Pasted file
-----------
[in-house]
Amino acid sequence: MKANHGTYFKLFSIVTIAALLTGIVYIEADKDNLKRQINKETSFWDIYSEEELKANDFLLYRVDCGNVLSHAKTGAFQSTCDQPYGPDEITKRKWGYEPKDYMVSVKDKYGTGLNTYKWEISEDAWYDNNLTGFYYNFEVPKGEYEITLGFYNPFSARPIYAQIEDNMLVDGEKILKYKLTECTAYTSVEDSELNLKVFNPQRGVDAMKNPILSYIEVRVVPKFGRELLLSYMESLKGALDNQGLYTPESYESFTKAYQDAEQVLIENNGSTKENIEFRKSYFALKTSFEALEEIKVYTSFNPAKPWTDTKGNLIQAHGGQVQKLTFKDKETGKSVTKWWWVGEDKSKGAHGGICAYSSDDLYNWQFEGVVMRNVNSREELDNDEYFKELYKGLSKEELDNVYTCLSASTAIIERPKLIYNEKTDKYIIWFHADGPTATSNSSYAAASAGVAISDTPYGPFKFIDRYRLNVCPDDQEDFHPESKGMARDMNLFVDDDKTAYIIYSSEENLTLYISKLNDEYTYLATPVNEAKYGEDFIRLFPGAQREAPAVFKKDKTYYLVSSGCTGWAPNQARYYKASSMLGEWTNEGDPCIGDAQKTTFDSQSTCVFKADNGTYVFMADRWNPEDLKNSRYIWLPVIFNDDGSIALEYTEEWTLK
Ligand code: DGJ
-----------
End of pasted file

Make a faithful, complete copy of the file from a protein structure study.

[in-house]
Amino acid sequence: MKANHGTYFKLFSIVTIAALLTGIVYIEADKDNLKRQINKETSFWDIYSEEELKANDFLLYRVDCGNVLSHAKTGAFQSTCDQPYGPDEITKRKWGYEPKDYMVSVKDKYGTGLNTYKWEISEDAWYDNNLTGFYYNFEVPKGEYEITLGFYNPFSARPIYAQIEDNMLVDGEKILKYKLTECTAYTSVEDSELNLKVFNPQRGVDAMKNPILSYIEVRVVPKFGRELLLSYMESLKGALDNQGLYTPESYESFTKAYQDAEQVLIENNGSTKENIEFRKSYFALKTSFEALEEIKVYTSFNPAKPWTDTKGNLIQAHGGQVQKLTFKDKETGKSVTKWWWVGEDKSKGAHGGICAYSSDDLYNWQFEGVVMRNVNSREELDNDEYFKELYKGLSKEELDNVYTCLSASTAIIERPKLIYNEKTDKYIIWFHADGPTATSNSSYAAASAGVAISDTPYGPFKFIDRYRLNVCPDDQEDFHPESKGMARDMNLFVDDDKTAYIIYSSEENLTLYISKLNDEYTYLATPVNEAKYGEDFIRLFPGAQREAPAVFKKDKTYYLVSSGCTGWAPNQARYYKASSMLGEWTNEGDPCIGDAQKTTFDSQSTCVFKADNGTYVFMADRWNPEDLKNSRYIWLPVIFNDDGSIALEYTEEWTLK
Ligand code: DGJ